• Responsibility and accountability for performance. A critical element of performance monitoring is identifying where responsibility and accountability lie for actions that can improve health. It should be possible to link performance indicators to specific community stakeholders who have accepted or been assigned responsibility for some aspect of health improvement. In some cases, a stakeholder may have responsibility for a defined portion of the total population (e.g., health plans and their enrolled members, schools and enrolled students). When similar health needs exist in the remainder of the population, communities will have to determine where responsibility for serving that portion of the population lies.

Under some circumstances, a stakeholder may have to assume responsibility for producing or assuring the existence of an enabling precondition for achieving health improvement, rather than assuming more direct responsibility for the health outcome itself. Determining whether an "intermediate" activity such as this will be monitored at the community level or by an individual stakeholder organization will depend on a community's approach to the health issue and the nature of the precondition to be achieved.

  • Robustness and responsiveness to change in health system performance, particularly in targeted populations. A performance indicator must be able to detect the effect of reasonably small changes in the performance system so that progress can be measured, even in small increments. If the performance indicator is unable to detect small initial changes, failure may be declared prematurely. Consideration must also be given to whether the indicator can reflect the impact of system changes on small subgroups in the population. In addition, indicators should be sufficiently stable and well defined that they are not subject to substantial random variation.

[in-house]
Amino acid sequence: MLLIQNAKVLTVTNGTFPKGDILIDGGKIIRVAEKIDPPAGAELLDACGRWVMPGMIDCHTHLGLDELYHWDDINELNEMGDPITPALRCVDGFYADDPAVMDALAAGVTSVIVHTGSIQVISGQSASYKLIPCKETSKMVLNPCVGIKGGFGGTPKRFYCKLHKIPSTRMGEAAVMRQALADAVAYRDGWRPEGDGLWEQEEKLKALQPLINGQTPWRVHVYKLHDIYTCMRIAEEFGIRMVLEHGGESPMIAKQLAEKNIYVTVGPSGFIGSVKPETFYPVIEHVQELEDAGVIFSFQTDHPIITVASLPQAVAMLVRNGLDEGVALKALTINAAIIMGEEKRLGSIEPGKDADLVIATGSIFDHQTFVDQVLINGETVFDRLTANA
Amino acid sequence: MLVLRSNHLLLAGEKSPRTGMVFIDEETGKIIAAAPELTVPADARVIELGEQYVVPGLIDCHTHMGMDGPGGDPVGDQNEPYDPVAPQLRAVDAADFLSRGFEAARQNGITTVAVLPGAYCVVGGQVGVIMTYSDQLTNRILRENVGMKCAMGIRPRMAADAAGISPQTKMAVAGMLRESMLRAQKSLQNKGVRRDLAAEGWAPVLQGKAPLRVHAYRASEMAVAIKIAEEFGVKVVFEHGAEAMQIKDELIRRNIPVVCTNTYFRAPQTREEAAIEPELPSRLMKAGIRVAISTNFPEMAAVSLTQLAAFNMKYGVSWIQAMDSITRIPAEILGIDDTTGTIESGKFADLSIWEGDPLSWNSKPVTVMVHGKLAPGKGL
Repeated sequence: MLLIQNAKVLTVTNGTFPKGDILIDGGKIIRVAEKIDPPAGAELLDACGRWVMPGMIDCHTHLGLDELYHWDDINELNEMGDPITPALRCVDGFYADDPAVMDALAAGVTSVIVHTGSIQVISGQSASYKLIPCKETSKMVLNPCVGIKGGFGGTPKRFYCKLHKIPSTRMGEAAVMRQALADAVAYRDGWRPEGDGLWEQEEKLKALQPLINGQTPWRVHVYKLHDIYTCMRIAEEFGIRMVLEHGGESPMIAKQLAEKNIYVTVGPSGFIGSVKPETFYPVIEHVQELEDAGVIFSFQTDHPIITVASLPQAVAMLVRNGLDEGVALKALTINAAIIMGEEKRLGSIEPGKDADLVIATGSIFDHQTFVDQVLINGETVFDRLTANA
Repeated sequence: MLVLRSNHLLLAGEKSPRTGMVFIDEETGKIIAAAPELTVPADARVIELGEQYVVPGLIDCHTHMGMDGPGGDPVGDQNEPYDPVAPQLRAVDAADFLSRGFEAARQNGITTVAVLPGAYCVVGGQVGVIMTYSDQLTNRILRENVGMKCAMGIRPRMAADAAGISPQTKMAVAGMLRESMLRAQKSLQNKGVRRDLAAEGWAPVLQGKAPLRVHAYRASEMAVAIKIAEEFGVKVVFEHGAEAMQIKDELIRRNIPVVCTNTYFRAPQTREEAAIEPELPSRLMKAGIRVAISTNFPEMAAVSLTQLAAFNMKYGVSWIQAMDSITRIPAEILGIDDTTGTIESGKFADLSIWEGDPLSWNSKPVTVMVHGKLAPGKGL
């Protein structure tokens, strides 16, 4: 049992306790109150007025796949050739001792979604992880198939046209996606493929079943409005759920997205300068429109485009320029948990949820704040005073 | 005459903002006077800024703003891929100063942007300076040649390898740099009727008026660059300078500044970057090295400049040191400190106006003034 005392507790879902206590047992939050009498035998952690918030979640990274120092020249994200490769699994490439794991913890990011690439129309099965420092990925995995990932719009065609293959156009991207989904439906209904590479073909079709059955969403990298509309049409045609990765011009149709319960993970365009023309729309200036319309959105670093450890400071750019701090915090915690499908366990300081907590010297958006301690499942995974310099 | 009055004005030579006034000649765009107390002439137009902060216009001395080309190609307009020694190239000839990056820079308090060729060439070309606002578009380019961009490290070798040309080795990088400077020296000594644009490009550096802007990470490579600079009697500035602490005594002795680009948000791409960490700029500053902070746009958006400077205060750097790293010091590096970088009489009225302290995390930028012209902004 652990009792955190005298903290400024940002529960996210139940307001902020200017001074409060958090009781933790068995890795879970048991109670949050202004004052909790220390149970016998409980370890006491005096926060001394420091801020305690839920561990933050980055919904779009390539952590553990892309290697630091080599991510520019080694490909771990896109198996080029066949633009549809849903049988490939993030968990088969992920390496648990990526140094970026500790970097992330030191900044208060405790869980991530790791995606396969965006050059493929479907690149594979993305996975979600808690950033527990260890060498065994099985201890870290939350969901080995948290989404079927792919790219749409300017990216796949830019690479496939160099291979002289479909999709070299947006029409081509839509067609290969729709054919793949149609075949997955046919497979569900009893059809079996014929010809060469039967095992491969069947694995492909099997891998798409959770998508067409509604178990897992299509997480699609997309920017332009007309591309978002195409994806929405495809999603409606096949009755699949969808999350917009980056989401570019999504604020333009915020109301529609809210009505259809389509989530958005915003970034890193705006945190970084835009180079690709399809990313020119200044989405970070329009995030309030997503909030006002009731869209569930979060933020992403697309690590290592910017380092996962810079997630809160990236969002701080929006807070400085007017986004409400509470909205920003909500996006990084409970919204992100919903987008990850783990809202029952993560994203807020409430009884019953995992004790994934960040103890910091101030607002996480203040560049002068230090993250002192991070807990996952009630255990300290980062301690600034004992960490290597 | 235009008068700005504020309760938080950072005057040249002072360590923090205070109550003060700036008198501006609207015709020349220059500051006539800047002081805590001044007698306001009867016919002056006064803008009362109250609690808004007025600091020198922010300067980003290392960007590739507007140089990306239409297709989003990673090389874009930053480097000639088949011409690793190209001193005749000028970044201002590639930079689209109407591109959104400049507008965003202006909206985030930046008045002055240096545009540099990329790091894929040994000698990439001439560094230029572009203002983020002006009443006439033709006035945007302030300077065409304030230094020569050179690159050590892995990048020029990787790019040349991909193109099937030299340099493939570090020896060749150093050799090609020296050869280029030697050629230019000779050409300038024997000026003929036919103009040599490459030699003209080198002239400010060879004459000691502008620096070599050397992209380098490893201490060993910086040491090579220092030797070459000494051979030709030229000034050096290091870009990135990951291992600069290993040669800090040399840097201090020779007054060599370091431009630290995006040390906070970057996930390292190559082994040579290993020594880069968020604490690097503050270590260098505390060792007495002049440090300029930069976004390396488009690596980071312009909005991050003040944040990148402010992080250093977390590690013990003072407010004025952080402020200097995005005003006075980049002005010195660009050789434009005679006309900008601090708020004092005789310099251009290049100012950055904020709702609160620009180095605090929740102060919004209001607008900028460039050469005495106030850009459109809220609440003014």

• Availability of data in a timely manner at a reasonable cost. The need to collect performance indicator data on a recurring basis makes ease and cost of collection important considerations. Because financial constraints are a concern for most communities, it will be imperative that performance indicators be measurable at reasonable cost and in a timely manner. Communities should consider the roles that the public and private sectors should each have in supporting data collection, analysis, and reporting.

  • Inclusion in other indicator sets (monitoring sets). Some health-related indicator systems are already being used to assess



The National Academies | 500 Fifth St. N.W. | Washington, D.C. 20001
Copyright © National Academy of Sciences. All rights reserved.
Terms of Use and Privacy Statement